The Italian Pantry, Part 2
Dec 16, 2014
Last time we covered 6 essentials that any well stocked Italian kitchen should have. We continue that list with 6 more Italian Pantry staples in this installment.
Beans and Legumes
Packed with protein and fiber, beans are a key ingredient in many Italian dishes. La Cucina Povera, or ‘humble food’ makes good use of these healthful legumes. Beans are used in soups like Pasta e Fagioli, in pasta dishes, salads, mashed with herbs and smeared on bruschetta and just eaten as snacks. Boasting a very long shelf time, I keep these in both dried and canned forms. Some Italian favorites are the ceci, (or chickpea), lentils, the speckled borlotti, resembling a cranberry bean, the large flat fava bean and the very popular white cannellini bean. I like to quick soak dried beans a pound at a time, use half and freeze half for later. Add fresh ceci to salads or just salt and eat like snacks. Try a fresh tuna salad using a good quality Italian tuna tossed with parsley, red onion, celery, capers and red peppers, tossed with olive oil and lemon juice and then adding a rinsed can of cannellini beans. Or add borlotti to a rich tomato based stew.
A signature flavor in Italian cuisine, although in true Italian cooking garlic is not used as heavily as one might think. Dating back before Roman times this relative of the lily plant has many medicinal as well as culinary uses. It’s thought to keep colds at bay and cure everything from acne to toothaches!
In Italy, it is an essential ingredient in almost every type of savory dish. Whether used only to lend its fragrance the olive oil used to cook delicate dishes or minced and blended with parsley, lemon juice and olive oil for a basic marinade for fish or vegetables, it’s a staple of any kitchen!
Look for firm heads and no sign of shriveling, sprouting or decay. Garlic will keep for a long time in a dark place with good ventilation. Do not store it in the refrigerator, this will cause it to break down more quickly and mold. You can store chopped or minced garlic for short times in the fridge, but use as quickly as possible.
What would Italian cooking be without a good risotto? The rice cultivated for this dish include the best known Arborio rice as well as several just making their way to our shores such as Carnaroli, Baldo, Vialone Nano and Calriso. Risotto rice grains are short, round and plump, and contain a type of starch that lends itself to the creamy texture prized in a good risotto dish. While Arborio might be the easiest to find, keep and eye out for the others, as each can lend a subtle nuance of their own to risotto. Carnaroli in particular can produce an exquisitely creamy risotto with becoming mushy and porridge-like.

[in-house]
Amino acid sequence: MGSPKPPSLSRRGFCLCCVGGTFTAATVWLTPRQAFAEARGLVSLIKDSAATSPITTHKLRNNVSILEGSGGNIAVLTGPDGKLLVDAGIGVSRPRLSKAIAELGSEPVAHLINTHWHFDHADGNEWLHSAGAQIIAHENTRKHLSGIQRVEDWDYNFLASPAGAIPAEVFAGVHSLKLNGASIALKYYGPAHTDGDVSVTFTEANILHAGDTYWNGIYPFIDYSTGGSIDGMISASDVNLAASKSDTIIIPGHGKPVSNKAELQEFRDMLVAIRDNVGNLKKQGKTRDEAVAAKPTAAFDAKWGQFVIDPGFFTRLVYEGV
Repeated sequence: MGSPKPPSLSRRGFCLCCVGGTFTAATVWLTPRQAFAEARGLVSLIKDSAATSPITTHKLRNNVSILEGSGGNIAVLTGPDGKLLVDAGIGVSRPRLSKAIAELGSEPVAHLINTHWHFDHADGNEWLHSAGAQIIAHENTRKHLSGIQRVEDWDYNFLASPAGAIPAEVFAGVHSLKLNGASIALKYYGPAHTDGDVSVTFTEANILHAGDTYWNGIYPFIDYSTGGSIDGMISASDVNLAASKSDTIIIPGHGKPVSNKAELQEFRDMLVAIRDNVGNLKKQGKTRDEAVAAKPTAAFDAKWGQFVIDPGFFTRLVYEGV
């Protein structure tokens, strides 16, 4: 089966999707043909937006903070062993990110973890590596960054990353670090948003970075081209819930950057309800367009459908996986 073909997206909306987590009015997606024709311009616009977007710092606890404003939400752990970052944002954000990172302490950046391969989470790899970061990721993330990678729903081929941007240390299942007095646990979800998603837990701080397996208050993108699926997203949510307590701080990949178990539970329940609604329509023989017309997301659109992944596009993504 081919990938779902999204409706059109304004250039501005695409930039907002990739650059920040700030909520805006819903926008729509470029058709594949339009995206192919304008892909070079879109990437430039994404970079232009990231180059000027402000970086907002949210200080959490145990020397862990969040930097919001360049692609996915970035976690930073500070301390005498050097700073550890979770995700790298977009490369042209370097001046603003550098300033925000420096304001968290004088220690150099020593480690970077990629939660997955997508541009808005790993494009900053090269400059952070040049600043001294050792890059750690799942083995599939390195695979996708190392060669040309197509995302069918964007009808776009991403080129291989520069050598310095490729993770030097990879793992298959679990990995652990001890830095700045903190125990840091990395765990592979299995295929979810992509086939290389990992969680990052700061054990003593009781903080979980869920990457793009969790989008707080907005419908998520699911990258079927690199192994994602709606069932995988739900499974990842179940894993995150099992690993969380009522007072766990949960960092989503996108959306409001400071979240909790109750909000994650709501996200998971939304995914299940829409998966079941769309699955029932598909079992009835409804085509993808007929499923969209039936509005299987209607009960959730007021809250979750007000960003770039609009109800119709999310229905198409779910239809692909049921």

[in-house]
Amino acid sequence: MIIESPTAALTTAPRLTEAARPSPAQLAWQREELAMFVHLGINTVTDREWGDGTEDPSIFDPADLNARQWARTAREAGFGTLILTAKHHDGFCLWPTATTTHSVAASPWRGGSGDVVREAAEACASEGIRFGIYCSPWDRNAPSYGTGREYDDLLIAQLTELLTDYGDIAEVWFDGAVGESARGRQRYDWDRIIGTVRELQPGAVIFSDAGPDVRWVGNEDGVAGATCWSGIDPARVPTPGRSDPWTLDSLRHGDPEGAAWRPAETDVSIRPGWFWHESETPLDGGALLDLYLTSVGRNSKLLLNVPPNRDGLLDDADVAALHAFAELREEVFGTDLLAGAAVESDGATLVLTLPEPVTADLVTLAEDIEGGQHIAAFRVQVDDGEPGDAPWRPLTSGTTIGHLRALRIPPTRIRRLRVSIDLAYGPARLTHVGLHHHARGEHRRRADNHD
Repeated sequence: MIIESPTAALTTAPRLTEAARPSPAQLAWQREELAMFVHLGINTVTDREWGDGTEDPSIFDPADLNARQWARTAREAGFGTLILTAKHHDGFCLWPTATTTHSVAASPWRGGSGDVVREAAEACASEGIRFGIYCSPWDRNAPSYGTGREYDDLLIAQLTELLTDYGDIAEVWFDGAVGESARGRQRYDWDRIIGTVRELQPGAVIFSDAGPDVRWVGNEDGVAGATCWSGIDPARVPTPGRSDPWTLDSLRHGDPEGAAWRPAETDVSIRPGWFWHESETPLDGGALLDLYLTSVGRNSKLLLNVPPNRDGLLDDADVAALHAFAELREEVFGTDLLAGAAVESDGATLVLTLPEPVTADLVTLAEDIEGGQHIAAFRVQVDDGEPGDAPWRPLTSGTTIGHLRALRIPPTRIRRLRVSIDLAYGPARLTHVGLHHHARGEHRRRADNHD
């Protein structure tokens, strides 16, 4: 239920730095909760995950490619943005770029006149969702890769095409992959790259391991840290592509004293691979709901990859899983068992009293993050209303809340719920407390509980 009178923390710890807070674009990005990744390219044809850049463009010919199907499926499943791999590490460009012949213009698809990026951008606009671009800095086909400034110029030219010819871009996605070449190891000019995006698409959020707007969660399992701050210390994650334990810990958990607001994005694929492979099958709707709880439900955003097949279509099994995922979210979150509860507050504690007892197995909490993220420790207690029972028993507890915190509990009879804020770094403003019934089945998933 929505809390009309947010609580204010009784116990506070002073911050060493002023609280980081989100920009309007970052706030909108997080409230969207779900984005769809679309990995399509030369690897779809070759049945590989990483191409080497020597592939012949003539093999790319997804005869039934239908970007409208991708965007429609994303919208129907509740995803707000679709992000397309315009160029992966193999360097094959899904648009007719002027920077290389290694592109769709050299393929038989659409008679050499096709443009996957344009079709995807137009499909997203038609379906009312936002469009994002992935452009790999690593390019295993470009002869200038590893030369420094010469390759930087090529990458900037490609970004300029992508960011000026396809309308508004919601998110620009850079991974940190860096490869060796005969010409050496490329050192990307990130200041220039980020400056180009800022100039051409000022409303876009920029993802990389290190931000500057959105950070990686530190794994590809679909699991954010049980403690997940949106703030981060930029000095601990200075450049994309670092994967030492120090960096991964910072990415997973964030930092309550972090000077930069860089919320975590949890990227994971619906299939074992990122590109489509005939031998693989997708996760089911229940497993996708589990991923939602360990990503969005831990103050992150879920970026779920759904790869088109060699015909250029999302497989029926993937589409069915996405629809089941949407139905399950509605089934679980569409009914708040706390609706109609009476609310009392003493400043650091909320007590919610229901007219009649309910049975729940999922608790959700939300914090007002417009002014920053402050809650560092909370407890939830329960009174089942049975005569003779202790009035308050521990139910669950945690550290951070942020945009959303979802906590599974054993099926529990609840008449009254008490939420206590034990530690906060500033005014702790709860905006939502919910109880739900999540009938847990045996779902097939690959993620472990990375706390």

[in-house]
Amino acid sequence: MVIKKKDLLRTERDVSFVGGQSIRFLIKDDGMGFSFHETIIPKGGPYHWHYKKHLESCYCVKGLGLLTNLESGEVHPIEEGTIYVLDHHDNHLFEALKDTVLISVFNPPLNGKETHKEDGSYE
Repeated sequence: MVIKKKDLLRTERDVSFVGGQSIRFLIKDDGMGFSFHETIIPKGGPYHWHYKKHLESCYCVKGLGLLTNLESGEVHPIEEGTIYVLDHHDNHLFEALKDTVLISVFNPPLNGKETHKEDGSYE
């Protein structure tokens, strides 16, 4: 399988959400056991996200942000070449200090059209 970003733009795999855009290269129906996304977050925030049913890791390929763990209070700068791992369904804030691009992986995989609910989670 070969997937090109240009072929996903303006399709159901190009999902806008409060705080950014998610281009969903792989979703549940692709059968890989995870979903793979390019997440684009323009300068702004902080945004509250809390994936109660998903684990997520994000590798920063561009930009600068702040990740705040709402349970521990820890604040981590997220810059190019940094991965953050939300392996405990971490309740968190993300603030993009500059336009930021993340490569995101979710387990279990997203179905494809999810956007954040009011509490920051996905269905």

Farro is a grain from ancient Rome that has steadily gained popularity here. A bit confusing at first, we Americans have finally wrapped our heads around this delicious, nutty and satisfying food. There are 3 grains in the farro family, farro piccolo (einkorn), farro media (emmer) and farro grande (spelt). Medio is what you will mostly find and look for the semiperlato version. This has some of the hard bran removed so it’s faster and easier to cook while still retaining it’s healthy, nutty flavor. Use it in risottos, salads, soups, pilafs, wherever you would use rice. You can even eat it as you would an oatmeal, served hot with fruits and honey!
Fresh and Dried Herbs
In the summer garden fresh herbs abound! My garden overflows with basil, parsley, rosemary, marjoram, oregano, sage and thyme. Mint takes over wherever it can, chives and fennel round out the mix. Use them if you can but be certain to dry some of the sage, rosemary, oregano and thyme for winter! All can be used to bring out the best in so many dishes, but I want to sing the praises of parsley for a bit. If all you know is the curly parsley plunked forlornly on the side of a plate for garnish, you are missing out! Nothing can perk a dish up while adding vitamins and a fresh clean flavor like a good Italian parsley. It supports basil in it’s starring role in pesto, brings life to fish dishes and grains and gives a pop of flavor to salad dressings and marinades. But chop with care, the more finely it is chopped, the more flavor it loses. And don’t toss out those stems, often they pack more flavor than the leaves do!
Parmigiano-Reggiano, Grana Padana, Pecorino Romano and Asiago are all fine grating cheeses, but what is the difference, how do you choose? If possible, keep a little of each on hand! But if not, here are some pointers on how to use them.
Parmegiano-Reggiano, considered the King of Cheeses in Italy! This cow’s milk cheese is complex in it’s flavor, rich and nutty and a tad bit salty. Use it when it can be the star of the dish, not overwhelmed by the other flavors. It is also the most expensive choice.
Grana Padano is the older cousin of Parm, it predates it by hundreds of years. Less complex and less salty, it pairs well with other foods and is a bit more affordable as well!
Asiago is also a hard cheese, but is much milder, considerably less salty and softer in texture. It is not usually aged as long as the others and has a sweeter flavor and smoother texture. In its youngest form, Presso, it is actually a semisoft cheese!
Pecorino Romano is the only sheep’s cheese of the group. It is sharp in flavor, intensely salty and is rarely eaten as a table cheese. It can be grated over pasta dishes, risottos, etc, just mind the salt level!
If you want more info on any of these and how to use them, take a look at “The Nibble”. It has a comprehensive multi-part article full of great facts and suggestions!
Next time, we wrap this up with 6 more Italian Pantry staples! Ciao!
- Victoria Harper
Victoria Harper is the tour guide and owner of In Splendid Company